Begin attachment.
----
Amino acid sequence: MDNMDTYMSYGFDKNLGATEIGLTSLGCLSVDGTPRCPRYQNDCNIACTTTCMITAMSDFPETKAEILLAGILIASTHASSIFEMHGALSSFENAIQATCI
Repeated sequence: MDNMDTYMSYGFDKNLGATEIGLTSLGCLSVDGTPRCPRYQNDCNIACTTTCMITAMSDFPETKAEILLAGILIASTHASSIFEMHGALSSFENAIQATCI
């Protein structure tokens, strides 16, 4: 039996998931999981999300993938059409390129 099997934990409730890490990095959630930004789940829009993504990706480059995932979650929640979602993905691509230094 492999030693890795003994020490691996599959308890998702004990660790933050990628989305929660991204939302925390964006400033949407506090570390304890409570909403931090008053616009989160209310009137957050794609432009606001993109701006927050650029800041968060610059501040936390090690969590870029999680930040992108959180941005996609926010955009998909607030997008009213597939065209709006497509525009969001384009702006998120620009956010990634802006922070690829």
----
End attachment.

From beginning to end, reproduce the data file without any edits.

Amino acid sequence: MDNMDTYMSYGFDKNLGATEIGLTSLGCLSVDGTPRCPRYQNDCNIACTTTCMITAMSDFPETKAEILLAGILIASTHASSIFEMHGALSSFENAIQATCI
Repeated sequence: MDNMDTYMSYGFDKNLGATEIGLTSLGCLSVDGTPRCPRYQNDCNIACTTTCMITAMSDFPETKAEILLAGILIASTHASSIFEMHGALSSFENAIQATCI
């Protein structure tokens, strides 16, 4: 039996998931999981999300993938059409390129 099997934990409730890490990095959630930004789940829009993504990706480059995932979650929640979602993905691509230094 492999030693890795003994020490691996599959308890998702004990660790933050990628989305929660991204939302925390964006400033949407506090570390304890409570909403931090008053616009989160209310009137957050794609432009606001993109701006927050650029800041968060610059501040936390090690969590870029999680930040992108959180941005996609926010955009998909607030997008009213597939065209709006497509525009969001384009702006998120620009956010990634802006922070690829």